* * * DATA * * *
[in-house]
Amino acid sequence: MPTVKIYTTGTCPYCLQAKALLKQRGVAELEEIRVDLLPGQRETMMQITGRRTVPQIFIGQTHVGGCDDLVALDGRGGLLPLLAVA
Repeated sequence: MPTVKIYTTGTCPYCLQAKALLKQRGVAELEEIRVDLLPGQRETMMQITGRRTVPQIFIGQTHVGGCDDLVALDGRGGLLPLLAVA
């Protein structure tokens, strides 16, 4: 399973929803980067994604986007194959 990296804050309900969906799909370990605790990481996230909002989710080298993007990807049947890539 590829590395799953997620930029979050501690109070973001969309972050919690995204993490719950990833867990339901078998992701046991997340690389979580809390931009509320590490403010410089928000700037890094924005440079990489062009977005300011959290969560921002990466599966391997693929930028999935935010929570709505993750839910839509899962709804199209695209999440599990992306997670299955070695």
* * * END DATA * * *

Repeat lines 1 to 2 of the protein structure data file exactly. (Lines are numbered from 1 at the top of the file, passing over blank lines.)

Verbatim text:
[in-house]
Amino acid sequence: MPTVKIYTTGTCPYCLQAKALLKQRGVAELEEIRVDLLPGQRETMMQITGRRTVPQIFIGQTHVGGCDDLVALDGRGGLLPLLAVA